Presentation on theme: "Claude Monet is the most famous Impressionist artist. He was completely dedicated to the idea of painting out of doors. His goal was to capture a single."— Presentation transcript:
Claude Monet is the most famous Impressionist artist. He was completely dedicated to the idea of painting out of doors. His goal was to capture a single moment of time and light in his painting. He worked tirelessly to achieve this effect. Towards the end of his life his paintings became almost abstract with swirling colours dissolving into light. Early influences Monet came from Le Havre in Normandy and he began painting there. He then went to Paris, where he met Camille Pissarro and became interested in landscape painting. He met the Barbizon painters and learned to appreciate the benefits of working en plein air.
Paris He enrolled at Charles Gleyre’s studio in Paris and met fellow students Frederic Bazille, Alfred Sisley and Pierre August Renoir. The students regularly met after class in the Café Guerbois and had lively discussions on art with other young artists like Paul Cezanne and Edgar Degas. In 1865 the Salon accepted two of Monet’s seascapes but the critics confused his name with Edouard Manet. Financial difficulties Life began difficult for Claude Monet in the late 1860’s. He had very little success at the Salon. Financially he was very badly off and his girlfriend Camille became pregnant. His large painting Women in the Garden was rejected by the Salon so he abandoned figure painting. He spend the summer of 1869 painting riverside pictures with his friend Renoir. These marked the real beginning of Impressionism.
Success He began to have success but his wife died in 1879. They had been living with the Hochede family who were good friends of theirs. Alice Hochede had cared for his wife and after she died, she and Monet remained together. They married after the death of her husband. They bought a house in Giverny on a small river near the Seine. They had Monet’s two sons plus six of Alice’s children. It was here that he developed his famous water garden with a Japanese bridge. He lived here for 43 years, painting until the end of his life. He died in 1926 at the age of 86.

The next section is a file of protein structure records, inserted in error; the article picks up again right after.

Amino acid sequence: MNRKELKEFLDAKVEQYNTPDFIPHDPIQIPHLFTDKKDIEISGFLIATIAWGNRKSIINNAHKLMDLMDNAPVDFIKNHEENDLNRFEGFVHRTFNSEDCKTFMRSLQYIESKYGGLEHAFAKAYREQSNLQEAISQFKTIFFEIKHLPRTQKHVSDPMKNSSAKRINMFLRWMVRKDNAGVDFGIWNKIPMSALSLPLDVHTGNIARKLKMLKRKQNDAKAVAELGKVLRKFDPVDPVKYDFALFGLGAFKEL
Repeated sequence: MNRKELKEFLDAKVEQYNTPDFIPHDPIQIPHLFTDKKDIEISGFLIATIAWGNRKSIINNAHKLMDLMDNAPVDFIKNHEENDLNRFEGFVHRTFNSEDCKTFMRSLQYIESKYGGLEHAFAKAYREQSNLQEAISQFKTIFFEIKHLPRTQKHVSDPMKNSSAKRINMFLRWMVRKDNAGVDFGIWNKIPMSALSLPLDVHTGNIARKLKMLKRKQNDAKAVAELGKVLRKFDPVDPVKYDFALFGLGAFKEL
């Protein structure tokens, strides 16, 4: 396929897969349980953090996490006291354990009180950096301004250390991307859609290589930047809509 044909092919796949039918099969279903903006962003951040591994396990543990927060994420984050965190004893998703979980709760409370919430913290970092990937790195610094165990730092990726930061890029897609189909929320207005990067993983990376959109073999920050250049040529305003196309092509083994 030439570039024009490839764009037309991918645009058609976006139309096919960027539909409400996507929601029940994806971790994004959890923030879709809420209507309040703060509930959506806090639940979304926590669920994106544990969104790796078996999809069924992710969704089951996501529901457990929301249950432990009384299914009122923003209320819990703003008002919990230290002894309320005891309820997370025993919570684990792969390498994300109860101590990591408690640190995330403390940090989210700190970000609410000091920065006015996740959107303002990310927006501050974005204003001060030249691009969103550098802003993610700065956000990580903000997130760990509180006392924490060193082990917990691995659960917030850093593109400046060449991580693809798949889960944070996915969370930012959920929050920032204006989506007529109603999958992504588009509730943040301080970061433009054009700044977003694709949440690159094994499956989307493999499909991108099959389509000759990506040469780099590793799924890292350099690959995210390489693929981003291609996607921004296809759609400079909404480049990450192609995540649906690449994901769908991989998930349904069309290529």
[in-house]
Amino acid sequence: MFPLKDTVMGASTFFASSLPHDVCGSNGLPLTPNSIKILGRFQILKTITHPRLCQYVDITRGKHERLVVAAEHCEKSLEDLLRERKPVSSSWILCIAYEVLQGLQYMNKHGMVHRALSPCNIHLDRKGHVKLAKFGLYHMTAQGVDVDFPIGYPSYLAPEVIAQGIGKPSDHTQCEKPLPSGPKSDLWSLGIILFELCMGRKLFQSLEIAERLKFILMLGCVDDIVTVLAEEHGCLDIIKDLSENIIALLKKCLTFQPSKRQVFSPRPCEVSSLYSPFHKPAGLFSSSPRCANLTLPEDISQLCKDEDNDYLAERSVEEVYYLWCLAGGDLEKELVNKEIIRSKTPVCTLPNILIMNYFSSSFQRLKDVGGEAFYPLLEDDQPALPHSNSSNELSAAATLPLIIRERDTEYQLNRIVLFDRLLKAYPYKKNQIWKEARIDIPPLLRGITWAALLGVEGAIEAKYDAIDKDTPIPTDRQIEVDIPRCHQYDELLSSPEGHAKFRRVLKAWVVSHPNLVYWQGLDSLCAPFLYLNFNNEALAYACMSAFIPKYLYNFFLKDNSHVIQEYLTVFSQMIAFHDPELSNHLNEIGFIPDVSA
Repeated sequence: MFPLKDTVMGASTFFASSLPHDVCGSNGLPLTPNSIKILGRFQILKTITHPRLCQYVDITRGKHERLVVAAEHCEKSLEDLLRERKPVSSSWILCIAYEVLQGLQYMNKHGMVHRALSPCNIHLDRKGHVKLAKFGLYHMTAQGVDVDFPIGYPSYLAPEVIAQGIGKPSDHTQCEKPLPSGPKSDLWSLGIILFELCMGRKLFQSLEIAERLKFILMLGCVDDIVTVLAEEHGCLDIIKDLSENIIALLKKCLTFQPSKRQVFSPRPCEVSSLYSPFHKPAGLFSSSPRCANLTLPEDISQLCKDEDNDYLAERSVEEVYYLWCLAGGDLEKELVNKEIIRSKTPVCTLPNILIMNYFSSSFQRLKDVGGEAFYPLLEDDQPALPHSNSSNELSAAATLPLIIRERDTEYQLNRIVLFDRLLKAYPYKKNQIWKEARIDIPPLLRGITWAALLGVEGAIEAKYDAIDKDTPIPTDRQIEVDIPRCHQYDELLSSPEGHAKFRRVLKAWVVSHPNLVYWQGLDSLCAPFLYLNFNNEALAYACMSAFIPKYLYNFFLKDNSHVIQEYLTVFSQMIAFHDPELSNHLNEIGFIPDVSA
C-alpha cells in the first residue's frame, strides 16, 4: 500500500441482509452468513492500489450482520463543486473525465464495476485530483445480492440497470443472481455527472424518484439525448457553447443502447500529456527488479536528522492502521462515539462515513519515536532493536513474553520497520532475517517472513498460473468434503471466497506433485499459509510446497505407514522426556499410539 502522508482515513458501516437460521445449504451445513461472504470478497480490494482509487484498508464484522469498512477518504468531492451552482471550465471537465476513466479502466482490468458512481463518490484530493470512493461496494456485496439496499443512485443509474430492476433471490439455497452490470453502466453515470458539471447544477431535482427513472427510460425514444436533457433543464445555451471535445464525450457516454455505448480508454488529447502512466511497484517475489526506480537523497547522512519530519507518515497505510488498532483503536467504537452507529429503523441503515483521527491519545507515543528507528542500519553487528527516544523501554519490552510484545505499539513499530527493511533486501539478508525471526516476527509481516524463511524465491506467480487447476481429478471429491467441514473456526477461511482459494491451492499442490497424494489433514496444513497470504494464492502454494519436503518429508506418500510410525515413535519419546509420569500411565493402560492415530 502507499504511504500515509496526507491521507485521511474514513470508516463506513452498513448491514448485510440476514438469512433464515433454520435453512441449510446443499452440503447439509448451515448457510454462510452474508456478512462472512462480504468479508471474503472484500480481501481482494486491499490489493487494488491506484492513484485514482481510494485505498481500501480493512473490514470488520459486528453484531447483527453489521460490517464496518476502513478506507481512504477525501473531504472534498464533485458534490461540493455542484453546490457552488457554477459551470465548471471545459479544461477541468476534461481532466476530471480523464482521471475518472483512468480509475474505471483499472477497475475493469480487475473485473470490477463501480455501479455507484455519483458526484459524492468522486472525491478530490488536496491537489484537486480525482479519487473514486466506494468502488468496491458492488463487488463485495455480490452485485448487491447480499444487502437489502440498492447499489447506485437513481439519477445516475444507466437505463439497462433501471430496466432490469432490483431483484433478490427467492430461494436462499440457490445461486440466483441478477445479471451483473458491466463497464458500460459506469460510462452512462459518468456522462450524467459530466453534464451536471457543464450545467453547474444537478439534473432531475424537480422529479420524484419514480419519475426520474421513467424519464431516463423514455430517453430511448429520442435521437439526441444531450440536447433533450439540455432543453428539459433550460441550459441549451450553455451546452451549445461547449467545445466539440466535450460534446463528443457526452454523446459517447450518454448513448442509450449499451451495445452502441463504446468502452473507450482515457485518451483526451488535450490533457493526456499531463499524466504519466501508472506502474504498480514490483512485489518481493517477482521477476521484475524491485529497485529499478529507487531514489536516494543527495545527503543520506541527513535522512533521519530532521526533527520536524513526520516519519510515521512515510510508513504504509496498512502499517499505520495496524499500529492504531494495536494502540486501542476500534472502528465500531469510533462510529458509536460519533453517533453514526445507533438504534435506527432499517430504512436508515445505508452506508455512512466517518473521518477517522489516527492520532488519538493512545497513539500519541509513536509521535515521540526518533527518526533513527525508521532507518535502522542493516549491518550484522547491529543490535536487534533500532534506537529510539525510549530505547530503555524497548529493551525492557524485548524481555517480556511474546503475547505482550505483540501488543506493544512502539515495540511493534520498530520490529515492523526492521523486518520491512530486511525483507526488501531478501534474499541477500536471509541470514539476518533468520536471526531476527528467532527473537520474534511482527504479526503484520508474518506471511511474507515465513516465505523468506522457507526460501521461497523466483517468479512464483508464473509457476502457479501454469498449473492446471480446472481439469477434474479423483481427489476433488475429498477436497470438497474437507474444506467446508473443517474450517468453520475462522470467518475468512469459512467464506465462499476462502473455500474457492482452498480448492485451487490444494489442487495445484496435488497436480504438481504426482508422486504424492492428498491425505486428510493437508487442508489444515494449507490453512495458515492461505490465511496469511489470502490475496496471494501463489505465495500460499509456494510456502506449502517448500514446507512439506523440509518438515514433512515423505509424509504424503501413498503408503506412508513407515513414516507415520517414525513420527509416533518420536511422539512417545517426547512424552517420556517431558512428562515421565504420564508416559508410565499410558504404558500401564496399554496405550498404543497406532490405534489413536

Although Monet loved plants and flowers, he was not interested in distinguishing them in a painting He was more interested in the reflections on the water. In Water Lily Pond- Harmony in Green, the surface of the painting is a rich carpet of colour, with brushstrokes of yellow, pink and lavender woven in with the shimmering green of the plants.
He left out any hint of sky, enveloping the viewer in the beauty of the sunlit garden. He let each layer of paint dry before he painted the next one. His brushstrokes were thick and heavy, gradually building up a three-dimensional, rough texture. This can be seen particularly on the depiction of the bridge, making it appear to stand out from the background.
Travelling in France During the 1870’s and 1880’s Monet gradually refined his technique. He made man trips to scenic areas of France to study the most brilliant effects of light and colour possible. From 1890 he concentrated on a series of pictures in which he painted the same subject at different times of the day in different lights. Haystacks and Rouen Cathedral are the best known example of these. In 1914 he had a special studio built in the grounds of his house and here he worked on huge canvases. In the last years of his life, he painted a series of water lilies called Les Grandees Decorations. He donated these to the French state and they are now displayed as he intended in two oval-shaped rooms in the Musee d’Orangerie in Paris, bathed in natural light from the glass roof.
Camille Pissarro was a very important figure in the Impressionist movement. He was about ten years older than the others and he constantly advised and encouraged them. He organised the exhibition and was the one who exhibited at all eight Impressionist shows. As well as teaching the younger artists, he also learned from them; and yet he remained insecure about his own work.